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INTERSTELLAR We Are Made Of Star Stuff

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Interstellar

Directed by Christopher Nolan Starring Matthew McConaughey, Anne Hathaway, Michael Caine

In the near future, the earth is dying, slowly deprived of its ability to support food crops. The last hope for humanity comes when a worm-hole is discovered near Saturn, allowing travel to another galaxy. Ex-NASA pilot, now reluctant farmer, Cooper (Matthew McConaughey) finds himself part of this desperate mission, and must leave his family, to travel through the worm-hole in search of a habitable planet on which to re-establish mankind.

At its heart, Interstellar is a big old fashioned space epic. The kind you might see from the ’60s and ’70s, revelling at the exploration of man, as well as the special effects that bring such a spectacle to the screen. It relies on jaw-dropping visuals combined with the thunderously emotive score of Hollywood stalwart Hans Zimmer to drag the audience through the almost three hours of run time, and still be able to feel a sense of wonder at its conclusion.It is brave and brash and bold, throwing tons of science fiction tropes at the screen. 2001 is the obvious touchstone here, but also Contact, Solaris, Silent Running, The Right Stuff – anything with a shred of hard sci-fi at its source that touches on space exploration.

Yet for all its bravado it is flawed. There is too much there. With this vast, sprawling epic of mankind’s exploration, Nolan creates a bloated piece. It is paced with a deliberate solemnity that emphasises its import but also adds to the drag. When it wants to, Interstellar is more than capable of delivering on its action beats, more than capable of delivering on its sense of wonder, but falls down on delivering its emotional heart. This is catastrophic, as the Jonathan and Christopher Nolan script places this emotional content quite literally at the living core of this movie. Often an Achilles heel in Nolan films, Interstellar emphasises this weakness in its clumsy dialogue, constant reiteration of a Dylan Thomas poem, and its deus ex machina ending. The result becomes mawkish and cheesy, collapsing in upon itself like a singularity.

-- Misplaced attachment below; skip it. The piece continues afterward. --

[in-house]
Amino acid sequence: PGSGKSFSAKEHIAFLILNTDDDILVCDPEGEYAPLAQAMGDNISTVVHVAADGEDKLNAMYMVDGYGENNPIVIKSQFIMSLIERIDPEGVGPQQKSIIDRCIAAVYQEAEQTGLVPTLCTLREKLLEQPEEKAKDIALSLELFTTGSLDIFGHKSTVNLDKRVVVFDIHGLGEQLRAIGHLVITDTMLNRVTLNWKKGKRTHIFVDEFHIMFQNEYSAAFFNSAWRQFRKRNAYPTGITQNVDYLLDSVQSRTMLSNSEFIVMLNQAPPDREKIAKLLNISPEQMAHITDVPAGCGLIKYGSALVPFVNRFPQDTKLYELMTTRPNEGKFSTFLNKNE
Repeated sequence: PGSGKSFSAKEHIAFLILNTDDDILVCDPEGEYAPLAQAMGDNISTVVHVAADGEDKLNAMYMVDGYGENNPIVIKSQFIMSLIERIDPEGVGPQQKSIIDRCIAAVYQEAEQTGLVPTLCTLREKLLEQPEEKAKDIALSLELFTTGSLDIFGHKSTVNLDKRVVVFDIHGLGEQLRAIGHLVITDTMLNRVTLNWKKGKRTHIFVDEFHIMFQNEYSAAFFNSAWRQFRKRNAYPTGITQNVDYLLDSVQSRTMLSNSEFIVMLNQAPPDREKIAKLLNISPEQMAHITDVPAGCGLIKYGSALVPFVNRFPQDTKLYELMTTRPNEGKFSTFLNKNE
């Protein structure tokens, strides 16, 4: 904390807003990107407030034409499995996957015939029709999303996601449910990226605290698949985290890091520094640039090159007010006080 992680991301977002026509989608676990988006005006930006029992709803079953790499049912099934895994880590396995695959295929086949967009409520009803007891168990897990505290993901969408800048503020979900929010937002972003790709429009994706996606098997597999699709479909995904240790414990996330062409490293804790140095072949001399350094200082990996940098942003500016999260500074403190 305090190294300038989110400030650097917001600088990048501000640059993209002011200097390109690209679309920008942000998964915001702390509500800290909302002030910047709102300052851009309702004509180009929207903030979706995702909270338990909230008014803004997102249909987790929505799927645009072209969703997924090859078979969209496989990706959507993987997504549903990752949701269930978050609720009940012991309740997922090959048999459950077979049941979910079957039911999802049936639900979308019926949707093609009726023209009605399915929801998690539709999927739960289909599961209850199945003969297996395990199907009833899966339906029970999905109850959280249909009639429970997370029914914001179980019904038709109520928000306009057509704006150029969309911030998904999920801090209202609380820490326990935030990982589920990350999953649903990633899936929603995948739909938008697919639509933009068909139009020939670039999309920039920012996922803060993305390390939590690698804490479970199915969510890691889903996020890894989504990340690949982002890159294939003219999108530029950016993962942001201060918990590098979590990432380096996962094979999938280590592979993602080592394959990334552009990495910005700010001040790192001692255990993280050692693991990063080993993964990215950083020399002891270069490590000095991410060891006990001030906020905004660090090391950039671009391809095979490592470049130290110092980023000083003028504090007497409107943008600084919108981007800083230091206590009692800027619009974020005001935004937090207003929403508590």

So what are we left with? A sci-fi tent pole movie without the constant thrills and spills to make it a blockbuster, nor the emotional depth to push it beyond. Yet with its technical proficiency, soaring score, breathtaking visuals, and inspiring sense of wonder Interstellar is a fascinating movie to watch. It may be uneven, but there are moments during the long run time that are capable of transfixing the audience in their seats, completely lost within the spectacle. Interstellar was never the masterpiece it clearly aimed to be, but rather a flawed but still great movie.

Hopefully over time it will least garner some appreciation, even if only for its failed attempt to reach for those stars.

DAVID O’CONNELL

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